In addition to these pests, several diseases can also harm your crop: corn smut, corn rust, and northern corn leaf blight. Corn smut appears as large, puffed-out kernels near the tip of the ear, and it releases black spores when broken open. Sweet-corn rust is a late-season disease that produces reddish brown pustules on the bottom of the leaves that release large amounts of spores. Yellowing and necrotic (browning) areas on the leaves could be northern corn leaf blight, and it will substantially weaken the plant. All three of these diseases have no practical control except for the planting of resistant varieties and planting where there is good airflow. Spacing rows 24 to 30 inches apart and planting 1 foot apart in the row will help keep the air moving so that leaves can dry off after experiencing a heavy rain or dew.

Pick the Best Variety for you

Maneuvering through the corn section of seed catalogs can be daunting. The main things to watch for are phrases like “widely adaptable”—which assumes a degree of disease resistance—and “days to maturity.” Early-season corn is ready to harvest in less than 75 days from sowing, midseason in 75 to 85 days, and late-season corn in more than 85 days. Grow early- and late-season corn to extend the season, but plant them 30 feet apart because cross-pollination between different varieties is possible. Isolation is essential with some new sweets.

‘Butter and Sugar’
Classification Name Days to Maturity Details
Standard (su): Popular early hybrids with varying degrees of sweetness and flavor. Although they have to be cooked soon after the ears are picked, their seeds germinate in soil as cool as 55°F, an advantage in short-season areas. They require no isolation from other types. All are widely adaptable. ‘Butter and Sugar’ 73 A tender and sweet variety that is the standard of excellence for bicolor corn.
‘Seneca Horizon’ 70 to 80 A reliable yellow with good traditional corn flavor.
‘Silver Queen’ 92 A robust white corn. Sweet and tender yet still retains a traditional taste. In short-season areas, devotees heat up soil in the most favorable site and start plants indoors.
Sugary enhanced (se): Characterized by sweet, creamy, tender kernels. Flavor keeps for more than a week in the refrigerator. Seeds germinate at 62°F. No need to isolate from su varieties. Keep white, bicolor, and yellow varieties 30 feet apart. ‘Chippawa’ 70 A very tender bicolor. Widely adaptable.
‘Kandy Korn’ 89 One of the original se corns, popular for its tender, creamy yellow kernels and distinctive looks: red stalks with corn husks flushed burgundy. Good for freezing or canning. Widely adaptable.
‘Speedy Sweet’ 57 to 64 A vigorous bicolor for short-season areas.
‘Whiteout’ 74 A sturdy-stemmed white with excellent flavor. Widely adaptable.
Supersweet (sh2): Not as tender as other types but the sweetest of all. Seeds germinate at 65°F. Flavor lasts four to six days in the refrigerator. Isolate from non-sh2 types. ‘Illini Xtra Sweet’ 78 A juicy, bright yellow corn. Freezes well.
‘Sweetie’ 82 A sweet and tender yellow that keeps its sweetness longer than others.
Synergystic (sy): A cross between se and sh2, resulting in very sweet, tender corn that keeps well. Germinates better in cool soil than sh2. Can be grown with su and se varieties, but isolate from other sh2 corn. ‘Avalon’ 82 A very sweet, sturdy white. Widely adaptable.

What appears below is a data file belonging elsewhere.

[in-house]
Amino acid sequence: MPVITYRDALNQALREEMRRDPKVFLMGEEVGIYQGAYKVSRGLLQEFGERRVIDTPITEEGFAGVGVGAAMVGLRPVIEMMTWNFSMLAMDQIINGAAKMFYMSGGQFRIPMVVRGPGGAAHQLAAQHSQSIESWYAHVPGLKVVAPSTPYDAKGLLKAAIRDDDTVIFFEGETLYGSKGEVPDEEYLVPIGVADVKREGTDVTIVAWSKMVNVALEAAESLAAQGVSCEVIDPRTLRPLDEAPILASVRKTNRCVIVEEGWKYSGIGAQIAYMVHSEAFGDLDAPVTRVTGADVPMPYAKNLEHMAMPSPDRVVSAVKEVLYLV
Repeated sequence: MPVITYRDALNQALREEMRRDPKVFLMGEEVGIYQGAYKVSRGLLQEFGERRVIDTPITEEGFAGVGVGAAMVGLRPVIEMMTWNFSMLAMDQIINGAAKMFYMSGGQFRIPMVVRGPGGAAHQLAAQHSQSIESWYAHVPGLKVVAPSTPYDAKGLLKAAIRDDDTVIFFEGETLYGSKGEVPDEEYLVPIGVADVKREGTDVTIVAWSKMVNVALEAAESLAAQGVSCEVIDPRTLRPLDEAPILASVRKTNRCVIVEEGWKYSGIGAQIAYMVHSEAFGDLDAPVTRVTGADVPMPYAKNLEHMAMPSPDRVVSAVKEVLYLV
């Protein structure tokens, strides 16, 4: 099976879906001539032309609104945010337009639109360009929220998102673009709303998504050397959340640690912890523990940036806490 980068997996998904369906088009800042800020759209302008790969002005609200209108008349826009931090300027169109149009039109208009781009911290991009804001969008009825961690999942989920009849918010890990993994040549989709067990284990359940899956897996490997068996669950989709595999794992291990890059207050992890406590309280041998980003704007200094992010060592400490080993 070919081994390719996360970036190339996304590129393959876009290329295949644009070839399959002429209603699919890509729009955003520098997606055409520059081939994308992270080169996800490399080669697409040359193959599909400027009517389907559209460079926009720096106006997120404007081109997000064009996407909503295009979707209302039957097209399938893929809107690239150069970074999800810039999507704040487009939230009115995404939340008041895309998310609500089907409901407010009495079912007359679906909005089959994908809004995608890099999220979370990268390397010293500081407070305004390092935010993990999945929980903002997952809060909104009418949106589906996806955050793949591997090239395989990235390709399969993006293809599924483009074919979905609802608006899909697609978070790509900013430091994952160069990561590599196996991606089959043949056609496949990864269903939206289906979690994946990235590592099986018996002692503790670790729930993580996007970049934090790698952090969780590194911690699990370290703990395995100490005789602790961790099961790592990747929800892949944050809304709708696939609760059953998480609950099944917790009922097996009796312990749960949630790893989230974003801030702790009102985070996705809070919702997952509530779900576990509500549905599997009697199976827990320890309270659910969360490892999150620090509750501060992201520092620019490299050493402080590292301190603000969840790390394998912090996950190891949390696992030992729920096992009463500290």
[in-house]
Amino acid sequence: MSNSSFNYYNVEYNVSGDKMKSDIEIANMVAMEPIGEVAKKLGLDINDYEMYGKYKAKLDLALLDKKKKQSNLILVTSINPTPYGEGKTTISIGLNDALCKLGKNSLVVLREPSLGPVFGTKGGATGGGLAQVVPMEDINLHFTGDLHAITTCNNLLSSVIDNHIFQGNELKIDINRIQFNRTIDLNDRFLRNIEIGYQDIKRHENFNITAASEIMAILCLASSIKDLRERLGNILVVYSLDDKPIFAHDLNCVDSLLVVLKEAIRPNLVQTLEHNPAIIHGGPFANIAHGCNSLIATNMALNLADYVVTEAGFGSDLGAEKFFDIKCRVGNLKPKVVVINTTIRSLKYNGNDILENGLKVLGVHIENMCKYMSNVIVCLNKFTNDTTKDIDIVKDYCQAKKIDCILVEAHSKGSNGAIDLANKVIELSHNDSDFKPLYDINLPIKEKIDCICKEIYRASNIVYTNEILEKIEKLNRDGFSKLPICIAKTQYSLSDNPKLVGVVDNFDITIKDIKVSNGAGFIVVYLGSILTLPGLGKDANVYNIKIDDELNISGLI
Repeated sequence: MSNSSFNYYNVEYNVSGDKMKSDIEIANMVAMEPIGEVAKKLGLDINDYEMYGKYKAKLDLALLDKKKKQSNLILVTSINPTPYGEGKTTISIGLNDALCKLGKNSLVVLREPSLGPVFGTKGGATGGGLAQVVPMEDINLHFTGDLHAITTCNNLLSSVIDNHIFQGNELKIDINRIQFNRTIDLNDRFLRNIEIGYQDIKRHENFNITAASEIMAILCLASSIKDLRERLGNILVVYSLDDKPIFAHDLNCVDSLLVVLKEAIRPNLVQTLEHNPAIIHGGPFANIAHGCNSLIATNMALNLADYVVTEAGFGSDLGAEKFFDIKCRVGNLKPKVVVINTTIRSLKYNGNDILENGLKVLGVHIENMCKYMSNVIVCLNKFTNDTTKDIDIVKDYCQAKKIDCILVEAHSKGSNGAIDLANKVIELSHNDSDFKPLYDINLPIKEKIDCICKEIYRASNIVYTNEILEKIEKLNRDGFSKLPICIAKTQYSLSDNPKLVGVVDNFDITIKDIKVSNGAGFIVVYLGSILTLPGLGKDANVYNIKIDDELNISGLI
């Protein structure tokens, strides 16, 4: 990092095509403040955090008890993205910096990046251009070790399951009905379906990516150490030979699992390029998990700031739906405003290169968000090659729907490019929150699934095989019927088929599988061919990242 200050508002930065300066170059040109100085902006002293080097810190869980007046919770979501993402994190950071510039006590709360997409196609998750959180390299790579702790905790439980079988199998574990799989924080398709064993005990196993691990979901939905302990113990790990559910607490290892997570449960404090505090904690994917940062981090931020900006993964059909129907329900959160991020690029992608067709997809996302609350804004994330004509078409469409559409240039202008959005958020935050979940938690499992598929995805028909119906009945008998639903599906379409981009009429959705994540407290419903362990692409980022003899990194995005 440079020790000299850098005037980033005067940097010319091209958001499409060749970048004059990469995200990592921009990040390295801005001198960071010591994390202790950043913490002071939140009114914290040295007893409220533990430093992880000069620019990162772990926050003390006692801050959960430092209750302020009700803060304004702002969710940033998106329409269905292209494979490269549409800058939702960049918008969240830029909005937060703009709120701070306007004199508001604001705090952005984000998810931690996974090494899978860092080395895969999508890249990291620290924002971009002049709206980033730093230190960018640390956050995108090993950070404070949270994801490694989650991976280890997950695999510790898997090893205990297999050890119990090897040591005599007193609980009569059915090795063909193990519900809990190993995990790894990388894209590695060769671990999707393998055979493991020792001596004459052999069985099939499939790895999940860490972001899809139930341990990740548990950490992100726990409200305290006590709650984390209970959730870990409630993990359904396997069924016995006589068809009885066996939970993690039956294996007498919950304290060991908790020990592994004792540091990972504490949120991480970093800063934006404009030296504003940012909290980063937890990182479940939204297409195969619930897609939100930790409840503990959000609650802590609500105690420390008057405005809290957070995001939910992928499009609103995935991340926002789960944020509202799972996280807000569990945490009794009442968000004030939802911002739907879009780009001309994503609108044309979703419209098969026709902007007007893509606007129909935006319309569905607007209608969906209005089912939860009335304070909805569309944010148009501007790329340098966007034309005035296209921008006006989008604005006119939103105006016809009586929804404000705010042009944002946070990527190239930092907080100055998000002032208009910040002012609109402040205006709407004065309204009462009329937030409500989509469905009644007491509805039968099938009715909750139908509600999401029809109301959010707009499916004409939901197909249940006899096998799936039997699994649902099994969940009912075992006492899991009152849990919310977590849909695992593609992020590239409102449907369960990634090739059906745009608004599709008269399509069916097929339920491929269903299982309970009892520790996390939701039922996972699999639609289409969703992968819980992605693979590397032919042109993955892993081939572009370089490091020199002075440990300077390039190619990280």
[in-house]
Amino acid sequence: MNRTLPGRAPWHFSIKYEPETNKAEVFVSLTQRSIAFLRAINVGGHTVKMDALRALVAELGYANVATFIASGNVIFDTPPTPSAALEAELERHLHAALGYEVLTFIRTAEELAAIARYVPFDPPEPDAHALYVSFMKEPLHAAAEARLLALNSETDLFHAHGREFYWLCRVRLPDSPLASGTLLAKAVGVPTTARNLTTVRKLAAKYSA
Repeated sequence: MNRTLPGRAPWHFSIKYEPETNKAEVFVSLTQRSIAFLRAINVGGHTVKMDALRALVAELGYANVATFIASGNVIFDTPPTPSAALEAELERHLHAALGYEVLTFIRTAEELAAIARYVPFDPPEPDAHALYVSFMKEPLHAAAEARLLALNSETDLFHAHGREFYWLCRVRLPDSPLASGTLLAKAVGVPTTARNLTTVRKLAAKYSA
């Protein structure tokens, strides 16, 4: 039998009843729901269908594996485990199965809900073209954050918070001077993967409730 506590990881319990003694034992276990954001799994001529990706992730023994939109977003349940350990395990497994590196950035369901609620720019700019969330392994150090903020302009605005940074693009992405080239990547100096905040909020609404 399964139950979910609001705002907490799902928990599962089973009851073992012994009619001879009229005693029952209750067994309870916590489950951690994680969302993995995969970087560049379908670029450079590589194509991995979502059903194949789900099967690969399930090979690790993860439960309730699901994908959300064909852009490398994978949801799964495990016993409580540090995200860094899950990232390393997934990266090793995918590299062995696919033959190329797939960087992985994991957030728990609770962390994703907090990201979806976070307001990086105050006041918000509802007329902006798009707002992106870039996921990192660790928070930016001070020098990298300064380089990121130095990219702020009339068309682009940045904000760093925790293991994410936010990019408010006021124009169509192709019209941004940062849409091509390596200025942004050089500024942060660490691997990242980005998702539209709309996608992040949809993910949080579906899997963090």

‘Montauk’ 78 A reliable high-sugar bicolor. Widely adaptable.
‘Polka’ 59 to 66 A slim-eared bicolor that germinates well in cool soil.


‘Illini Xtra Sweet’


‘Silver Queen’


Colorful Corn

If the yellow and white color choice of most corn seems too blah for your garden, ornamental corn can jazz things up. Grown for decorative and edible purposes, it comes in a wide range of colors. Plant seeds at least 30 feet from sweet corn and other ornamental varieties. In areas where the season is short, start plants indoors. Harvest ears when their stalks are brown and the kernels are dry to the touch. Complete the drying process indoors or somewhere protected from the elements.

‘Bloody Butcher’ (100 to 110 days to maturity) is a dark red heirloom dent corn, so-called because of the shape of its kernels. It can be eaten fresh when first ripe, and its kernels can be ground into red-flecked cornmeal.


‘Painted Mountain’ (85 days to maturity), bred from a Native Indian flour corn for short-season areas, is reported to be impervious to wind, high heat, and cold.



‘Hopi Blue’ (100 days to maturity) is wind and drought tolerant. It dries to an intense blue, and its kernels can be ground into flour.









‘Strawberry Popcorn’ (105 days to maturity) is named for its strawberry-shaped cobs. It bears 2-inch-long crimson ears on 3- to 4-foot-tall stalks. Its dried kernels pop easily.


‘Earth Tones’ (90 days to maturity), a dent corn, includes colorful kernels of pink, blue, and green.










Jo Ann Gardner is coauthor, along with her husband Jigs, of Gardens of Use and Delight. She writes from her home in Westport, New York.

Photos, except where noted: Scott Phillips; Danielle Sherry; John Bray; courtesy of Patrick Dumas/Science Photo Library; Mark Burnett/Science Photo Library; courtesy of Seed Savers Exchange; Bernhard Michaelis/www.dreamstime.com; courtesy of Johnny’s Selected Seeds


The following mail-order plant sellers offer the widest selection of the corn featured:

  • Johnny’s Selected Seeds, Winslow, Maine; 877-564-6697; www.johnnyseeds.com
  • Jung Seeds & Plants, Randolph, Wis.; 800-247-5864; www.jungseed.com
  • Reimer Seeds, PO Box 236, Mount Holly, NC 28120; www.reimerseeds.com
  • Stokes Seeds, Buffalo, N.Y.; 800-396-9238; www.stokeseeds.com
  • Territorial Seed Company, Cottage Grove, Ore.; 800-626-0866; www.territorialseed.com